Wellness is not linear so the part of my wellness I shared and brought to the table is spirituality, which means something different to everyone. For me, it means that there is something greater than the concrete world we live in. Life is a challenge and we all have to deal with and overcome adversity in some form or another. STAT trips challenge you physically to hike to the top of macchu Picchu in Peru or Pico Duarte in the Dominican or Mont Ventoux in France. These physical challenges serve as a metaphor for obstacles we face in life. We practice yoga to go inward (or else it’s just gym) and it teaches us that life is repetitive and has pattern like the seasons.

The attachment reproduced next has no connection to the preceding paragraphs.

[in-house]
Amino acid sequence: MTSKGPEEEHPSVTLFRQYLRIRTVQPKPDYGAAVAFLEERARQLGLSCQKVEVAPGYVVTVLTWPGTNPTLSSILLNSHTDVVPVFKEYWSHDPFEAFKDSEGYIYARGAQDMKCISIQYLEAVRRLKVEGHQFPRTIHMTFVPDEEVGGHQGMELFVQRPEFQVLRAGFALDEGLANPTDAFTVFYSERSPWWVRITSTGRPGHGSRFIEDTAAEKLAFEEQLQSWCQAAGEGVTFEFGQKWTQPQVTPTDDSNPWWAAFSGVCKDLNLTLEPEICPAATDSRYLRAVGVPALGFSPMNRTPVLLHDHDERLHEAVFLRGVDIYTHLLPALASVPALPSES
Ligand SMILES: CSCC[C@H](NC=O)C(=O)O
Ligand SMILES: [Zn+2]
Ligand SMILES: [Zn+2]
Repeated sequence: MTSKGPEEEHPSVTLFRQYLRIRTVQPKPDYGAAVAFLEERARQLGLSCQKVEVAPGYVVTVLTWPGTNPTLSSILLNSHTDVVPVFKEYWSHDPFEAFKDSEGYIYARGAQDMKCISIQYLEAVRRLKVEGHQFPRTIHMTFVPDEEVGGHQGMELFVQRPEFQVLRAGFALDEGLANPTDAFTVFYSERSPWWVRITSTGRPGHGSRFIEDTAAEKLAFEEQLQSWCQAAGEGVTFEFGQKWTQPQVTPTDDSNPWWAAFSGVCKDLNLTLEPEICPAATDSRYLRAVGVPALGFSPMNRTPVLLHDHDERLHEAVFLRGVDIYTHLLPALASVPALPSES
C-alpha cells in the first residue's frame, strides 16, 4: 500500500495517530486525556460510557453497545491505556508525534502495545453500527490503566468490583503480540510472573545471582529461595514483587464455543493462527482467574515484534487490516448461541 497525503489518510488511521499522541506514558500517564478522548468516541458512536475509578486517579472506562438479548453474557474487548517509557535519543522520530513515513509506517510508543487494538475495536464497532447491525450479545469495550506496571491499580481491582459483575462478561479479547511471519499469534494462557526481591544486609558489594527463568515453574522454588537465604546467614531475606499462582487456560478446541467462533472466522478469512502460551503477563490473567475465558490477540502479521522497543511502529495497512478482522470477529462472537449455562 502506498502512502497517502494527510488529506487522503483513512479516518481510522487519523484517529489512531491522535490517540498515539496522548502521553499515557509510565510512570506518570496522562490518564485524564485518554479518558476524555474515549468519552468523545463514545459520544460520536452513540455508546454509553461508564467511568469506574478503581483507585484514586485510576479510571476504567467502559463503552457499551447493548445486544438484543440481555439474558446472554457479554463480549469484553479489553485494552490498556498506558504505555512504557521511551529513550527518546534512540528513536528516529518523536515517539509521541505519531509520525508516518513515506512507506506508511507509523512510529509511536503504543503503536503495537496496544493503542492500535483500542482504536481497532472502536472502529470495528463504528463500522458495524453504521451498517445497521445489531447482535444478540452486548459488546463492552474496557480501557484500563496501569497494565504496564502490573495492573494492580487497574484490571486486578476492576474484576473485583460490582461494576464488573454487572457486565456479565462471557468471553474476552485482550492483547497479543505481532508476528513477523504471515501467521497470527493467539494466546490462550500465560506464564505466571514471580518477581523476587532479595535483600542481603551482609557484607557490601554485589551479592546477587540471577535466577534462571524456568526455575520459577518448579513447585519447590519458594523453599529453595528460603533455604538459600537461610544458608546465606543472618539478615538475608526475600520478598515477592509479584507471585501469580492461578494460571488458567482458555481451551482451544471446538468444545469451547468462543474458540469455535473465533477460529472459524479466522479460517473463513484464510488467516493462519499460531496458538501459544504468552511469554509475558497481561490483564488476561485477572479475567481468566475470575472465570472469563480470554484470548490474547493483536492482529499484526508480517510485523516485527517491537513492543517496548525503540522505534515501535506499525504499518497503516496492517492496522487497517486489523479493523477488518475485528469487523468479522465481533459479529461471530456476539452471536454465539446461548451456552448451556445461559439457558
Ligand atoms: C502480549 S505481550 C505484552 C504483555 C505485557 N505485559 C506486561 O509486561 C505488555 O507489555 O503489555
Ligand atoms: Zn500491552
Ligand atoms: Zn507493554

Participating on this panel provided an opportunity to reflect on these past 18 years of leading adventurous trips for women and how the journeys impacted their lives. My talking stick ceremony where we sit in a circle together and share our thoughts and feelings is a powerful and unifying practice whose origins stem from the very beginning of human time. It’s a profound and simple way of talking and listening and bonding the group together for an esoteric experience because the benefits or the lessons usually appear or are revealed in retrospect when you return to your home life. Dreams have the potential to become reality when you put it out into the Universe. I give women an opportunity to come out and play sometimes out of their comfort zone, go to incredible sacred places around the world, bond with other amazing women, create ever-lasting friendships and memories but also to exercise and challenge themselves physically, emotionally and spiritually, all the while encouraging them to be themselves. But more importantly, encouraging them to be the best self they can be. And therein lies the gratitude, with a heightened sense of awareness, they return home to family, friends, even employers in the life they chose. Gratitude is the benchmark for life…taking time out to be grateful for the life we have and everyone in it. NAMASTE.